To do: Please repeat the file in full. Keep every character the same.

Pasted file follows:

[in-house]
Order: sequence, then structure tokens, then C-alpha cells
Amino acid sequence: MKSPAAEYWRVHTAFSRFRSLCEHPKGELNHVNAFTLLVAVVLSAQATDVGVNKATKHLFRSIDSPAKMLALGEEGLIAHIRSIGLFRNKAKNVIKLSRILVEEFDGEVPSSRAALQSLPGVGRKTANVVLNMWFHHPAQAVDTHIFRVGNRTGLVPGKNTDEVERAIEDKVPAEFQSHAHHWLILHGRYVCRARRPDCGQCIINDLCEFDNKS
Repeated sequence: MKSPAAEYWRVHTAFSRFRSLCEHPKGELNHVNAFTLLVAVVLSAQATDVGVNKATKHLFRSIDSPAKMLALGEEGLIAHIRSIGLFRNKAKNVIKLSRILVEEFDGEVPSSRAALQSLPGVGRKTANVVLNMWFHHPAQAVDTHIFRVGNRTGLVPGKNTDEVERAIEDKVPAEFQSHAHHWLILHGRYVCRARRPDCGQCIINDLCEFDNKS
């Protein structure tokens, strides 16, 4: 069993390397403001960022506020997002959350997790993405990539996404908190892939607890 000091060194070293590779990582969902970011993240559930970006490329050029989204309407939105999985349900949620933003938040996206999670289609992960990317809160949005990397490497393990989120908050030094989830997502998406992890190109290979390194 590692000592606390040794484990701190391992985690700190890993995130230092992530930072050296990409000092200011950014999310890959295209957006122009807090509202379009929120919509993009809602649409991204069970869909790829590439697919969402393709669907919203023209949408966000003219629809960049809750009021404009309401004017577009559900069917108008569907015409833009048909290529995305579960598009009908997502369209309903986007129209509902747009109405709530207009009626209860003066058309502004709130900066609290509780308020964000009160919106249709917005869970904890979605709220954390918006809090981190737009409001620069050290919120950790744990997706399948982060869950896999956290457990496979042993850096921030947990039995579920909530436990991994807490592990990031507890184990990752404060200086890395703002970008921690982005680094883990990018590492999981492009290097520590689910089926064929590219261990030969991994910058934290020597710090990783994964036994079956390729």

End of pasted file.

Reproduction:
[in-house]
Order: sequence, then structure tokens, then C-alpha cells
Amino acid sequence: MKSPAAEYWRVHTAFSRFRSLCEHPKGELNHVNAFTLLVAVVLSAQATDVGVNKATKHLFRSIDSPAKMLALGEEGLIAHIRSIGLFRNKAKNVIKLSRILVEEFDGEVPSSRAALQSLPGVGRKTANVVLNMWFHHPAQAVDTHIFRVGNRTGLVPGKNTDEVERAIEDKVPAEFQSHAHHWLILHGRYVCRARRPDCGQCIINDLCEFDNKS
Repeated sequence: MKSPAAEYWRVHTAFSRFRSLCEHPKGELNHVNAFTLLVAVVLSAQATDVGVNKATKHLFRSIDSPAKMLALGEEGLIAHIRSIGLFRNKAKNVIKLSRILVEEFDGEVPSSRAALQSLPGVGRKTANVVLNMWFHHPAQAVDTHIFRVGNRTGLVPGKNTDEVERAIEDKVPAEFQSHAHHWLILHGRYVCRARRPDCGQCIINDLCEFDNKS
């Protein structure tokens, strides 16, 4: 069993390397403001960022506020997002959350997790993405990539996404908190892939607890 000091060194070293590779990582969902970011993240559930970006490329050029989204309407939105999985349900949620933003938040996206999670289609992960990317809160949005990397490497393990989120908050030094989830997502998406992890190109290979390194 590692000592606390040794484990701190391992985690700190890993995130230092992530930072050296990409000092200011950014999310890959295209957006122009807090509202379009929120919509993009809602649409991204069970869909790829590439697919969402393709669907919203023209949408966000003219629809960049809750009021404009309401004017577009559900069917108008569907015409833009048909290529995305579960598009009908997502369209309903986007129209509902747009109405709530207009009626209860003066058309502004709130900066609290509780308020964000009160919106249709917005869970904890979605709220954390918006809090981190737009409001620069050290919120950790744990997706399948982060869950896999956290457990496979042993850096921030947990039995579920909530436990991994807490592990990031507890184990990752404060200086890395703002970008921690982005680094883990990018590492999981492009290097520590689910089926064929590219261990030969991994910058934290020597710090990783994964036994079956390729």